“Unusual travel suggestions are dancing lessons from God.”
— Bokonon (AKA Kurt Vonnegut)
Vonnegut’s phrasing there in Cat’s Cradle always delights me. It captures the whimsy and wonder of serendipity in shaping our lives, and not just in travel, either. So many times, I have found my way simply by stumbling into something new— and then following-up.
I certainly stumbled into my line of work in a sequence of unusual suggestions arriving as if from the cosmos. After my post-college wanderings, I came back to Austin, intent on settling down to make my “dent in the universe.” Bouncing around on the sofa circuit of friends’ houses with my cash reserves dwindling, I wrote some theater reviews for the weekly newspaper, the Austin Sun, but that only paid me all of $12. I needed a job quick.
Tooling down South Lamar one day, I picked up a hitchhiker, Neil. He said he needed to go way south to where he worked. When I mentioned I was looking a job, he said, “You ought to come out to the Brown Schools — they’re always hiring.”
Within a month of dropping Neil off that day, I would start working there at the Brown Schools Ranch Treatment Center. Although I did quit once and stayed away a year before returning, I would continue to work there for the next 15 years.
Glad I stumbled across you that day, Neil.
Working in direct care with psychiatric patients paid the bills (barely), but I still longed to make movies or videos.
I started doing access productions at ACTV for fun and practice, but I wanted to make video part of my paying work as well. I finally persuaded the Ranch to invest in video equipment, albeit at the consumer level, for use in staff training. Between the part-time video duties at the Ranch and my ACTV productions, my plan to turn my obsession into my profession was starting to pay off.
When I attended a well-publicized meeting for access producers, some of the ACTV staff suggested I become a producer representative on the Board of Directors. That’s how I originally stumbled onto the ACTV Board.
After leading my fellow board members though a set of team-building exercises at a board retreat, I then found myself invited to become President of the Board.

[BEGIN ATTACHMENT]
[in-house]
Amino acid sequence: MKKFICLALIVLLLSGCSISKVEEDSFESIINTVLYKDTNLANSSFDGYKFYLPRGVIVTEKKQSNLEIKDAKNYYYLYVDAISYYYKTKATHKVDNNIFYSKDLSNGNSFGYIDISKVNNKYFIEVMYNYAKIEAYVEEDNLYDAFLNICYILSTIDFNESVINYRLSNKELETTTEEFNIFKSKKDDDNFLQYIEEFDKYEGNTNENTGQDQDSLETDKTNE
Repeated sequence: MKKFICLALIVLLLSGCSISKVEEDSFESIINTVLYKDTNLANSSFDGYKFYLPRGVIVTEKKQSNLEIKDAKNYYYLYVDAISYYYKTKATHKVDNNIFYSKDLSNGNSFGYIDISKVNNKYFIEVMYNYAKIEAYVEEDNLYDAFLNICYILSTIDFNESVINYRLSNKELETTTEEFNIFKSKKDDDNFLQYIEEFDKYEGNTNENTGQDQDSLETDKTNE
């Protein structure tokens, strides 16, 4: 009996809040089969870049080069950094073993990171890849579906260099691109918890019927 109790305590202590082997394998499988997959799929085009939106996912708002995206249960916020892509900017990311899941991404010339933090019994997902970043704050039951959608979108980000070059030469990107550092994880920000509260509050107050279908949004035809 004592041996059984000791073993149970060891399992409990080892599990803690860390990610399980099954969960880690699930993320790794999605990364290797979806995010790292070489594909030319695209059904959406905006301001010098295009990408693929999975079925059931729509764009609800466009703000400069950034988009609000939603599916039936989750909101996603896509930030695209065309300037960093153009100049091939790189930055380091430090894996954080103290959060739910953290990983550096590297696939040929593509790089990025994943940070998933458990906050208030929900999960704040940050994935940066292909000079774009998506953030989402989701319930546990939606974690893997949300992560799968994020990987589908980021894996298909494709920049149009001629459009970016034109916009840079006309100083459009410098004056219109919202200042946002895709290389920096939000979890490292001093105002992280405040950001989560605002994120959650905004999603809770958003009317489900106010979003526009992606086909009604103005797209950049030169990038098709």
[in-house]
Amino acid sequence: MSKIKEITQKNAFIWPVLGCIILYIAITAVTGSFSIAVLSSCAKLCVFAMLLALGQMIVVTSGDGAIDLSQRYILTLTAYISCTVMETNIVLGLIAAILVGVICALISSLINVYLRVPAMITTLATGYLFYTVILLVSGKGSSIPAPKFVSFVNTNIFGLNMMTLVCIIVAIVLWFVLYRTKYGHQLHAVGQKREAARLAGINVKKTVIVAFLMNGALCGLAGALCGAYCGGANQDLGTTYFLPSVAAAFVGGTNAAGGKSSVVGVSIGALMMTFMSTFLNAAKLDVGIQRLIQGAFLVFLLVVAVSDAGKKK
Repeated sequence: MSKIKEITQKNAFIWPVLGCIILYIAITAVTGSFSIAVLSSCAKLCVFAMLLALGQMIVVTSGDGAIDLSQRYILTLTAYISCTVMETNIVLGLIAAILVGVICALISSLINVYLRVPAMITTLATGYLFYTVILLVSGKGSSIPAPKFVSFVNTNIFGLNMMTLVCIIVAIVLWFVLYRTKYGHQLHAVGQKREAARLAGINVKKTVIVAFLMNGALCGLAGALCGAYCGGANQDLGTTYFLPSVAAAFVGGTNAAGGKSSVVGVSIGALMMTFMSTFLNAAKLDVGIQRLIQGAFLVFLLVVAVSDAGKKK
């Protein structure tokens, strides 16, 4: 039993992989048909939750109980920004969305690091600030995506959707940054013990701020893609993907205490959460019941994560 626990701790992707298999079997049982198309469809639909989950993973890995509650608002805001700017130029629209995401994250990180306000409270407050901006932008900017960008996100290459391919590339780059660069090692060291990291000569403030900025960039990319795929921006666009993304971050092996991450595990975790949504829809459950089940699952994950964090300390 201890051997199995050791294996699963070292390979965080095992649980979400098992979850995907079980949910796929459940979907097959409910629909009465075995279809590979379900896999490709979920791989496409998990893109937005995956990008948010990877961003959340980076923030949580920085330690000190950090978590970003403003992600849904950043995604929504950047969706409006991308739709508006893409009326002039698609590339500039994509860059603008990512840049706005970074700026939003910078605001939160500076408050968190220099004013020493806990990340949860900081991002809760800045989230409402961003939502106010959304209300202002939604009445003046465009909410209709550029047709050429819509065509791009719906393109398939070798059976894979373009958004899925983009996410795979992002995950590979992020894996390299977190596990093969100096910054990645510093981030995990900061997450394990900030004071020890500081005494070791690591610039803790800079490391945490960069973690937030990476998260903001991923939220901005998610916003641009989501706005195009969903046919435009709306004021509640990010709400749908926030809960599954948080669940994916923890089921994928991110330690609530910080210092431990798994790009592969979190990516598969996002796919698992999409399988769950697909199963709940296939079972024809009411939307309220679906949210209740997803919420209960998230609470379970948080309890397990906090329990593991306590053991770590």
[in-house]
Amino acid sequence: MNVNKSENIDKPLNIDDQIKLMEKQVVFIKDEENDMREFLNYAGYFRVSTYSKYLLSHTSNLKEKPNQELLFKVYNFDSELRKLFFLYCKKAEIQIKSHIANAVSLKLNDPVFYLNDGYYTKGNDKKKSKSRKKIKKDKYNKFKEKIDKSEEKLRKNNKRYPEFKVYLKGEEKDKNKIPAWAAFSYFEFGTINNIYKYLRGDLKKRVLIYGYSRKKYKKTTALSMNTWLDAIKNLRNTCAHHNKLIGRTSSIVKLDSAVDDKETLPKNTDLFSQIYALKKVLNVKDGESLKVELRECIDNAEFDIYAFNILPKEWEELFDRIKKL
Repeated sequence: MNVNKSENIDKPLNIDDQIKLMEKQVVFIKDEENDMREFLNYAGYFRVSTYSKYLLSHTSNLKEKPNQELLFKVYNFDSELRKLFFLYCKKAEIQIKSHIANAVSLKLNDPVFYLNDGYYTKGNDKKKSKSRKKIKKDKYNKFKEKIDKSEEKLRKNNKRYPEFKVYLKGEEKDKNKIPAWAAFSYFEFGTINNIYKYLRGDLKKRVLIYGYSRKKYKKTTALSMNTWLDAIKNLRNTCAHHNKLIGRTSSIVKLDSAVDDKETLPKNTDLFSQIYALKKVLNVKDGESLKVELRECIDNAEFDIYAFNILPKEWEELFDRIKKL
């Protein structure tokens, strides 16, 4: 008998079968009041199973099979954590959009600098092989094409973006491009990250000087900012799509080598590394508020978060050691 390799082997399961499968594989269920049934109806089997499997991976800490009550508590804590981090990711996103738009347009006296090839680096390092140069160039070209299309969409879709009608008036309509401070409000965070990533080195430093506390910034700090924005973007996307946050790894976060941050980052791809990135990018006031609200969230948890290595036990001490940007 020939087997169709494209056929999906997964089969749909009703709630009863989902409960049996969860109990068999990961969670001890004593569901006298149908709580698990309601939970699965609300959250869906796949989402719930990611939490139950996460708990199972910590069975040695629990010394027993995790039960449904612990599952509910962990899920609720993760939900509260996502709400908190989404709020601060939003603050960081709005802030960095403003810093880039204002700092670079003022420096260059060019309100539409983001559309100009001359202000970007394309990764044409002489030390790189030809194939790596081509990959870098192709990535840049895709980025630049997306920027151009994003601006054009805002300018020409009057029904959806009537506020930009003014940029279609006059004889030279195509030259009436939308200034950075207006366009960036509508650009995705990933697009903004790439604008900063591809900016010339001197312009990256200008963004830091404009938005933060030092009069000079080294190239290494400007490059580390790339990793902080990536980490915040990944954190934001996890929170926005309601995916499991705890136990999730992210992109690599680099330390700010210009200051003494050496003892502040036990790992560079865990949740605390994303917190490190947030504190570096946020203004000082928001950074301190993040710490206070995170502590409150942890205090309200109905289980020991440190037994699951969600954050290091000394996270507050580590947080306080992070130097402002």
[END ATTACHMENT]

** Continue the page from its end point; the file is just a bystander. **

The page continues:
Within a few weeks, we were embroiled in the “Cable War of ’87” and I found myself learning and practicing a whole set of heretofore unknown strengths and skills negotiating the perilous political process to protect public access TV in Austin.
That’s not something I would have chosen to do, but it proved to be an invaluable experience, certainly something I’m glad I’m stumbled into.
Meanwhile, I had learned more about other uses for non-broadcast video, such as training videos made in-house by companies large and small. The Austin chapter of the International Television Association (ITVA) offered monthly networking meetings and informational workshops. I met other people using video in niche industries.
And that’s where I first heard about instructional design, a methodology of preparing and presenting training or instruction designed to enhance the learning process.
Once again, I had stumbled onto a previously unknown, unseen opportunity. Everything I heard about instructional design made perfect sense from my experience in preparing and presenting training for our staff.
Applying the techniques confirmed the value of the approach, and then I learned of first one friend, then another, who had earned an advanced degree in the discipline. I returned to UT for graduate school to learn the chops to start my work as an instructional designer.
While studying at UT, I learned of an incredible internship opportunity with one of the premier interactive video groups in Austin. I jumped at the chance but my timing proved bad: the parent company filed for bankruptcy before I could even start my internship. My timing was doubly bad, as by then, it was too far into the semester to add any classes, so I had to scramble to find a different internship to stay on track for my degree.
That made me stumble into a field of study I most likely would have avoided entirely if left on my own: evaluation. The Texas Memorial Museum had received a grant to expand their interactive exhibit the Vanishing Species of Texas into a full curriculum for the Vanishing Species of the Southwest. The grant targeted educating Native American students with the intent of increasing their interest in learning more about the sciences. Of course, the grant also required substantiation of the effect through valid evaluation methods.
Traditional testing, though, would utterly fail in this population, though — that much we already knew from research. Native populations perform poorly on standard tests, so they are a false measure of their knowledge. My task was to research evaluation theory, most specifically Evaluating with Validity (Ernest House, 1980), which offered alternative views on how to evaluate learning, and challenged evaluators to examine their methods.
I was hooked. My master’s report focused on mixed-methodology evaluation of interactive multimedia for education and learning.
In an interesting twist, the Smithsonian Institute invited my faculty advisor to serve on a committee evaluating Biosphere II.
Aware of issues concerning the “pseudo-science” of the project, she asked my advice before accepting. I summarized key elements of a fair evaluation agreement, and she later thanked me of that input.
Then there’s the time I found myself stumbling into love — but that’s another story.
It’s long been said that luck is what happens when opportunity meets preparation. That’s certainly been the case for me. So be ready — dancing lessons now in session.
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